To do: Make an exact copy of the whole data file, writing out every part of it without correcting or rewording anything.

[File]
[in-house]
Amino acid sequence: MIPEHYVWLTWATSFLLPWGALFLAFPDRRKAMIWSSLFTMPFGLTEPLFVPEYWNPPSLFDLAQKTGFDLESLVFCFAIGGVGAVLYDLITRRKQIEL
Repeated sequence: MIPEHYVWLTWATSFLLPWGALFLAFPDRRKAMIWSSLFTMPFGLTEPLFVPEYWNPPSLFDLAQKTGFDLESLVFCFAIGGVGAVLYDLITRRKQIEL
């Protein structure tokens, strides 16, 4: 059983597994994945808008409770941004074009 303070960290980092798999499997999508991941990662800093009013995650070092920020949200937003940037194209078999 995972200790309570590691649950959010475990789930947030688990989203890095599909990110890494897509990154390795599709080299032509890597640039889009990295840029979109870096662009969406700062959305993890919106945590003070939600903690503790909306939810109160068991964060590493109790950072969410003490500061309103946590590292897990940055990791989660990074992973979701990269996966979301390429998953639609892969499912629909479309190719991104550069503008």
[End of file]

[in-house]
Amino acid sequence: MIPEHYVWLTWATSFLLPWGALFLAFPDRRKAMIWSSLFTMPFGLTEPLFVPEYWNPPSLFDLAQKTGFDLESLVFCFAIGGVGAVLYDLITRRKQIEL
Repeated sequence: MIPEHYVWLTWATSFLLPWGALFLAFPDRRKAMIWSSLFTMPFGLTEPLFVPEYWNPPSLFDLAQKTGFDLESLVFCFAIGGVGAVLYDLITRRKQIEL
């Protein structure tokens, strides 16, 4: 059983597994994945808008409770941004074009 303070960290980092798999499997999508991941990662800093009013995650070092920020949200937003940037194209078999 995972200790309570590691649950959010475990789930947030688990989203890095599909990110890494897509990154390795599709080299032509890597640039889009990295840029979109870096662009969406700062959305993890919106945590003070939600903690503790909306939810109160068991964060590493109790950072969410003490500061309103946590590292897990940055990791989660990074992973979701990269996966979301390429998953639609892969499912629909479309190719991104550069503008």